Red Ribbon Week, the annual celebration encouraging young people to stay away from drugs and violence, will be held from Saturday, Oct. 19 to Sunday, Oct. 27. The event has been sponsored for the last 24 years by the Parker Area Alliance for Community Empowerment. An organizational meeting was held Aug. 28 at Players Ninth Street Youth Center.

The theme chosen for this year was “Make Drugs a Thing of the Past,” featuring a dinosaur logo similar to the one used in the movie, “Jurassic Park.” PAACE Executive Director Randy Hartless thanked Outreach Coordinator Courtney Kom for coming up with the idea.

The local events for the week will start with a parade Oct. 19 in Bouse. Hartless remarked at the Aug. 28 meeting that not a lot of people watch the parade in Bouse because so many of the community’s residents are participating in it.

The week will end with Family Fun Day from 2 to 5 p.m. Sunday, Oct. 27 at Pop Harvey Park. Family Fun Day will feature booths from public service agencies and service clubs, as well as activities, raffles and give-aways for children and youth. All activities for young people at this event must be free. The goal is to encourage them to be drug-free.

Kom said it’s okay for someone to promote their business or agency, but the activities for the youngsters must be free.

Hartless said they need to know as soon as possible which agencies and businesses want to have booths at Family Fun Day. He said there is electricity available at Pop Harvey Park, but it’s very limited.

Planned activities during the week include a business-decorating contest, a door-decorating contest for the schools, and assemblies and presentations for students. The doors and businesses will be judged Thursday, Oct. 24. To participate in the business contest, an entry form needs to be filled out and sent to PAACE by Oct. 21.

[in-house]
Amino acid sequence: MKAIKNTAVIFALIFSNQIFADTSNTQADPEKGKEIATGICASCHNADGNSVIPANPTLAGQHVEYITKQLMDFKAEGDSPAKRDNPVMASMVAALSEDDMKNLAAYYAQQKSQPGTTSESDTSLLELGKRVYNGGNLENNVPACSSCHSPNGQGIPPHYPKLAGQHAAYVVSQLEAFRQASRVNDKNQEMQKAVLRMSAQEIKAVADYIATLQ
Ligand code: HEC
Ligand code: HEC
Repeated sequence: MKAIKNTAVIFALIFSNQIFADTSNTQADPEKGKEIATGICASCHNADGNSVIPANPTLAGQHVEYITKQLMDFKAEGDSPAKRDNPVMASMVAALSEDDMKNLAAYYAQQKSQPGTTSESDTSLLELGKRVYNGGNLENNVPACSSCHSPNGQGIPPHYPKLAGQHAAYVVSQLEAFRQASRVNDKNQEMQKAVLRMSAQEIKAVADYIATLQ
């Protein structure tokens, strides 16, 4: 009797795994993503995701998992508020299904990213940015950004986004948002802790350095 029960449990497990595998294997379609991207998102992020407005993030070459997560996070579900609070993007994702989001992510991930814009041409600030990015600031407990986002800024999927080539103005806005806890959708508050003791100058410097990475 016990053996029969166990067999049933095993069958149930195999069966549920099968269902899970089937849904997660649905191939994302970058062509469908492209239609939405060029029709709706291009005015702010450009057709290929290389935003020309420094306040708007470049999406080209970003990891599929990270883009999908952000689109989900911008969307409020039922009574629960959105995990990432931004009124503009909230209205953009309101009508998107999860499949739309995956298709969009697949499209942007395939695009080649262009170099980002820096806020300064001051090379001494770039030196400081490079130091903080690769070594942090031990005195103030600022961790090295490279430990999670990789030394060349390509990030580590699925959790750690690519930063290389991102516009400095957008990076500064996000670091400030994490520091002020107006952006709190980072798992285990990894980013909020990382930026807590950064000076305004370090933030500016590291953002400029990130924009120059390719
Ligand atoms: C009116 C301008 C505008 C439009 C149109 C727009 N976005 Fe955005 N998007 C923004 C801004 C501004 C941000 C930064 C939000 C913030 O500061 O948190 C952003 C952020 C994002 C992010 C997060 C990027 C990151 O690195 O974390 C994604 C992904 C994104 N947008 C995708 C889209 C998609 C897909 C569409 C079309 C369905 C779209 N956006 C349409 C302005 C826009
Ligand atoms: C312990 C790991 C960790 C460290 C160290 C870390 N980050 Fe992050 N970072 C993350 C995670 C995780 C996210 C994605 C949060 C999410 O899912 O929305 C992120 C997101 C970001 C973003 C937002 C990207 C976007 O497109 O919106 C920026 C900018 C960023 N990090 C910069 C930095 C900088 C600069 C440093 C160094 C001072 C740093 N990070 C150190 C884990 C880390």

Hartless said the dinosaur logo design will keep costs down because, when it’s printed on either red or black t-shirts, it will use only two colors. He said it would be three colors if they printed on white shirts, but he said white shirts haven’t sold well in the past.

PAACE is looking for sponsors for the event. They need to have commitments from all sponsors by Sept. 23. Sponsors will be recognized on tee-shirts and posters printed for Red Ribbon Week. For $25, a sponsor can have his or her name on the back of the tee-shirt. For $100, the name will be listed in bold print. A donation of $500 or more will have a sponsor’s logo printed on the tee-shirts and the posters.

Kom asked those present and other sponsors from previous years to let them know if their logo has changed from the last time they were a sponsor. If it has, she asked they send her an updated version of the logo. She said the posters will feature full-color logos, while the t-shirt logos will be black only.

Tee-shirt order forms will be available at local schools and other locations. Orders must be in be Sept. 23. For students and teachers, the price is $8 per shirt. For all others, it’s $15. The only colors available are red or black.

As in years past, PAACE is looking for sponsors to offer incentive items for young people to wear their Red Ribbon Week wristbands and tee-shirts. Local businesses could offer prizes or free items to young people during the week.  

Among the examples cited from last year were free toothbrushes at Parker Family Dental, a free small popcorn at the BlueWater Cinemas, and free cookies from Walmart and Subway.

For more information on Red Ribbon Week, or to become a sponsor, call PAACE at 928-669-0175 or e-mail Kom at

About Red Ribbon Week

Red Ribbon Week was created in honor of US Drug Enforcement Administration Agent Enrique “Kiki” Camarena, who was tortured and murdered in 1985 in Mexico, allegedly by members of a drug cartel.

Within weeks of Camarena’s death, his Congressman, Duncan Hunter, and Henry Lozano, a high school friend, launched Camarena Clubs in Imperial Valley, Calif. Club members pledged to lead drug-free lives in honor of Camarena and the sacrifices of other Americans who fought against illegal drugs. The members began wearing red ribbons as a symbol of Camarena’s memory.

Today, Red Ribbon Week is a national event that encourages young people to lead drug, gang and violence-free lives.


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